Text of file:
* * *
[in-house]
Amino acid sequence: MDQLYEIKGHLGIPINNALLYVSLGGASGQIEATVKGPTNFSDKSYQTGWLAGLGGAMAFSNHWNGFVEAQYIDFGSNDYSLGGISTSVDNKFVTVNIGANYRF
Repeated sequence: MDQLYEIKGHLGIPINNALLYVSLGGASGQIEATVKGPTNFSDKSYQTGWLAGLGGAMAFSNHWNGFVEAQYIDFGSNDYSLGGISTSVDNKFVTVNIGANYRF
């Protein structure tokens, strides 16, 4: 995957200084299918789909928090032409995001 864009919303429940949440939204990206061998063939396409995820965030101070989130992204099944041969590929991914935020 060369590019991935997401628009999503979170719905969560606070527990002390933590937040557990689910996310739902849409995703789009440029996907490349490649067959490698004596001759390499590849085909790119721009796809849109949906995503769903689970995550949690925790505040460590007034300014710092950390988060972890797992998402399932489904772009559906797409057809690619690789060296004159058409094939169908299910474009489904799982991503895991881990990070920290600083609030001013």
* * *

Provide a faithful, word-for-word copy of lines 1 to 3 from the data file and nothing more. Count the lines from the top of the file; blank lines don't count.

[in-house]
Amino acid sequence: MDQLYEIKGHLGIPINNALLYVSLGGASGQIEATVKGPTNFSDKSYQTGWLAGLGGAMAFSNHWNGFVEAQYIDFGSNDYSLGGISTSVDNKFVTVNIGANYRF
Repeated sequence: MDQLYEIKGHLGIPINNALLYVSLGGASGQIEATVKGPTNFSDKSYQTGWLAGLGGAMAFSNHWNGFVEAQYIDFGSNDYSLGGISTSVDNKFVTVNIGANYRF